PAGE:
Land reclamation is a successful technique used to increase a country’s land area, enabling the construction of new buildings, infrastructure, and other facilities. Singapore serves as an exemplary case where land reclamation is actively practiced, evident from the presence of reclaimed land in the region. Prominent developments on reclaimed land in Singapore include Marina Bay that houses Integrated Resorts, financial centers, and the iconic Singapore Flyer ferris wheel. Furthermore, Changi Airport, globally recognized for its excellence, is located on reclaimed land near one of the seaports.
The entire “East Coast Park” in Singapore, which includes a park, a man-made beach, and housing, is located on reclaimed land, the largest scale of its kind in the country. Reclaimed land is also utilized on neighboring islands for various purposes such as housing and industry. In order to prevent flooding, the Netherlands has also undertaken extensive land reclamation efforts. The country, which is situated below water level and therefore susceptible to flooding, has reclaimed a significant amount of land known as polders, where the land is also below water level. In fact, nearly 20% of the Netherlands’ territory is comprised of reclaimed land. This has led to the popular saying that “God created the world, but the Dutch created the Netherlands”.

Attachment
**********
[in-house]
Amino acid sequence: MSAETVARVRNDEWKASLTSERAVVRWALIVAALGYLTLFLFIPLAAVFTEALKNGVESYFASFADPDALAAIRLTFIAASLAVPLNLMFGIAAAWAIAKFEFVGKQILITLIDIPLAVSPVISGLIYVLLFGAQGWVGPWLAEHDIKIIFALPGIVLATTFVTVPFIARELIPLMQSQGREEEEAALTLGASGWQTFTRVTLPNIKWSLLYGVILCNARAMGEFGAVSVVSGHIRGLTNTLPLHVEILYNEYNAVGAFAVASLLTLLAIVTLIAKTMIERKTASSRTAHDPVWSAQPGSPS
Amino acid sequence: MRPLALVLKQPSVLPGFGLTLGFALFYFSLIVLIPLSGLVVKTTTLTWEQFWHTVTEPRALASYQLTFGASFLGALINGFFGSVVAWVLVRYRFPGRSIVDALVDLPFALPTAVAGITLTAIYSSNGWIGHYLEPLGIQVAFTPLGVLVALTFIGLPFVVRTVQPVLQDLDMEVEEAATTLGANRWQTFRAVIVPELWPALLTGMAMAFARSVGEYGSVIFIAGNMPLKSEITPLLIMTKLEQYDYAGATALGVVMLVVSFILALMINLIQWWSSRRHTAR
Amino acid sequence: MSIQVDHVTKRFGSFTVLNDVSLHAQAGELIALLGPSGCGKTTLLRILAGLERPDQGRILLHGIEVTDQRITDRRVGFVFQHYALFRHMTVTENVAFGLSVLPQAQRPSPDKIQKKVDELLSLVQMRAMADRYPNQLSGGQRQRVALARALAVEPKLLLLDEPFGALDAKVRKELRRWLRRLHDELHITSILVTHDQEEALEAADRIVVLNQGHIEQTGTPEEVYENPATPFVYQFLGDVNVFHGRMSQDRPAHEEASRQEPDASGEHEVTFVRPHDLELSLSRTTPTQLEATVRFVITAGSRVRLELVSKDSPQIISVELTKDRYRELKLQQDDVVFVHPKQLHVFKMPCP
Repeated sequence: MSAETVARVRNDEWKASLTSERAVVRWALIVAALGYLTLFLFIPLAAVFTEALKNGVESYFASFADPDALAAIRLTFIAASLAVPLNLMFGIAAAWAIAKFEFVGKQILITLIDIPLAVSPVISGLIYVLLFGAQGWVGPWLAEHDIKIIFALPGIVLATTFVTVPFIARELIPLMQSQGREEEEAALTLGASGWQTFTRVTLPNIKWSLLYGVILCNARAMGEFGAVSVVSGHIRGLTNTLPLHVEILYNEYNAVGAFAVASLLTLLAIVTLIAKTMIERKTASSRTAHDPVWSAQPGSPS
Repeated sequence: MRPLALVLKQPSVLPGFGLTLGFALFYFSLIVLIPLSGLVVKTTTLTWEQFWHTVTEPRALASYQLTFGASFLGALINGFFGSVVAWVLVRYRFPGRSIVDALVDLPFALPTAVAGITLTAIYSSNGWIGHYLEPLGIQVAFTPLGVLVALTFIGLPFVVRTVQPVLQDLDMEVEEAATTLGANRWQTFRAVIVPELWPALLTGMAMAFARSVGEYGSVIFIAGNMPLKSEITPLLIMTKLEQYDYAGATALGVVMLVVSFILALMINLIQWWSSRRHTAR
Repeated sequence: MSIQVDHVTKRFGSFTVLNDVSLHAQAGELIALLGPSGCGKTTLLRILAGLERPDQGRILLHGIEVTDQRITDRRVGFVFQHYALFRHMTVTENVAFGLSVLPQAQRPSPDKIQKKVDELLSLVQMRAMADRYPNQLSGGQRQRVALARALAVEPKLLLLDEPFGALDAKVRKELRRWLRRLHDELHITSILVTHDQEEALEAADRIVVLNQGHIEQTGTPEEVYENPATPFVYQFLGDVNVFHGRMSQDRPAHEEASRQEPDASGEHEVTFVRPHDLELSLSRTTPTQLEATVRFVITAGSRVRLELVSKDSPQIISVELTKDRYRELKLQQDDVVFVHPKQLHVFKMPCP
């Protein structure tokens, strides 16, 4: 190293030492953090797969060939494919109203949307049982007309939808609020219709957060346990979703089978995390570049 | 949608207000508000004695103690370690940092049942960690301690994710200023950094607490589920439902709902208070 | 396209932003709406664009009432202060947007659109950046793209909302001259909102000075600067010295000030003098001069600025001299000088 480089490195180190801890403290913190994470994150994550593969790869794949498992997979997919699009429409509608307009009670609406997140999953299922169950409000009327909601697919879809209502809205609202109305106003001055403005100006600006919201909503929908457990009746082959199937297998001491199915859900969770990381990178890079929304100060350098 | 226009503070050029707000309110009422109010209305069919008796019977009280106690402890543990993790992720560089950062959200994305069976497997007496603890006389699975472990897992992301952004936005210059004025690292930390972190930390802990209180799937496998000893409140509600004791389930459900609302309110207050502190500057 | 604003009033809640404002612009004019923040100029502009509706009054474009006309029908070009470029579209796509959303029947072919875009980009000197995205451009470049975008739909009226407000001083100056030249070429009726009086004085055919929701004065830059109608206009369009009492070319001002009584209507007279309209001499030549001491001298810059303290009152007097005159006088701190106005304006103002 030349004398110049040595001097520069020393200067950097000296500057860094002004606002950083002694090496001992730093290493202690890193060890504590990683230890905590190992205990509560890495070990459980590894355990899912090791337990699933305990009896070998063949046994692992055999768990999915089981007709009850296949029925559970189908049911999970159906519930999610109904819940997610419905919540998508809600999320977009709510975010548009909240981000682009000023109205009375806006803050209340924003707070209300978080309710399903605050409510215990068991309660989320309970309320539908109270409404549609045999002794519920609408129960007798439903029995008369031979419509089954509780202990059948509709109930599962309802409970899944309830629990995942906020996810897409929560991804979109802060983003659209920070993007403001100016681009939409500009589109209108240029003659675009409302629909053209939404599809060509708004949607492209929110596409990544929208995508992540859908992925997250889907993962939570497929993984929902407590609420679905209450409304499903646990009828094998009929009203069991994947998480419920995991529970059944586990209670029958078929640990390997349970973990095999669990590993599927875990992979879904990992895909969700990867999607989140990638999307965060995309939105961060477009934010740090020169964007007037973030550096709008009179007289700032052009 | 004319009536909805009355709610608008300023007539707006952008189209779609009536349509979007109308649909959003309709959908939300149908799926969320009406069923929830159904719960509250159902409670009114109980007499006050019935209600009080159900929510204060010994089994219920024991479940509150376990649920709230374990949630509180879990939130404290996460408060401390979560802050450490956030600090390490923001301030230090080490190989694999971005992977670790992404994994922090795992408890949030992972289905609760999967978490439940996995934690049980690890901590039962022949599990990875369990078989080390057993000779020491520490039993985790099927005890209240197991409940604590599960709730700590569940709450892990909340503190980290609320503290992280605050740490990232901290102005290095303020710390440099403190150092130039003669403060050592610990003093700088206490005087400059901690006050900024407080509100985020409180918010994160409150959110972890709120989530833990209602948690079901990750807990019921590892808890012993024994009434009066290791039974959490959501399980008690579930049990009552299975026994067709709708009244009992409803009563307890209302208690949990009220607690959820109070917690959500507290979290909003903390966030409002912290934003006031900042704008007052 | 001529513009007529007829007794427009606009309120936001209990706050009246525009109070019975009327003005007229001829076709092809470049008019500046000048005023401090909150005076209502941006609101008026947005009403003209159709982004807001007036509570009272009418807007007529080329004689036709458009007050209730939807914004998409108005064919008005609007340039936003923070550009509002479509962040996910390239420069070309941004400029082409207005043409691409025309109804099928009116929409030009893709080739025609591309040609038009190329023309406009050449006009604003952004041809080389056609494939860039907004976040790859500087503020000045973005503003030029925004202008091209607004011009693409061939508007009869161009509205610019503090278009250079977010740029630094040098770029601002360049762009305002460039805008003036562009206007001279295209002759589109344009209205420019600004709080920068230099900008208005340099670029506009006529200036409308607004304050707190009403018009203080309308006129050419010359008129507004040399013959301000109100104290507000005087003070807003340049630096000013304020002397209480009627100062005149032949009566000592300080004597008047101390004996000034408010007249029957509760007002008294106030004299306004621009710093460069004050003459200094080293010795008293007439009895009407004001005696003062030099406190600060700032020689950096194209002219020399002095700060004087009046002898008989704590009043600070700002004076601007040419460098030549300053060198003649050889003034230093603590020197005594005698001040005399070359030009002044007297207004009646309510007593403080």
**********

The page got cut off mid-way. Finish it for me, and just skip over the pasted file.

Dubai is responsible for reclaiming land and creating artificial islands, such as the Palm Islands, The World, The Universe, and the island where the Burj al-Arab is located. The Palm Islands are designed to be visually appealing and serve as residential areas. These islands are even visible from space, providing a truly impressive sight. When finished, Palm Deira will become the largest man-made island in terms of size, further expanding Dubai’s land area and coastline. In addition to that, the Dubai Waterfront next to Palm Jebel Ali will become the world’s largest waterfront and man-made development.
Land reclamation is a costly and risky endeavor that involves constructing artificial islands like Kansai International Airport in Osaka, Japan, and Hong Kong International Airport. Tokyo Bay area and Rio de Janeiro also have examples of land reclamation. Despite the benefits it offers such as increased space, there are drawbacks to land reclamation. One drawback is the harm caused to corals and marine life during the process, requiring their relocation when land is reclaimed.
The corals in a specific habitat may not survive and consequently perish. In certain countries, large-scale projects do not prioritize relocating corals but rather reclaim the land on which they reside, resulting in immediate extinction. Subsequent to the destruction of underwater plantations through land reclamation, marine life, including fish, may encounter insufficient food supply, thereby disrupting the food chain. Moreover, water pollution may occur from the use of soil for land reclamation, leading to fish mortality and obstructing sunlight, which in turn hampers the growth of underwater plants.
As previously mentioned, the destruction of marine habitats forces marine creatures to seek new homes, leading to potential extinction for some species. Furthermore, certain species may struggle to find alternative habitats due to their limited ability to travel long distances underwater. While these reasons and examples may appear advantageous to humans, it is crucial to recognize the value of marine life. Consequently, we should prioritize safeguarding it instead of solely concentrating on our own benefits.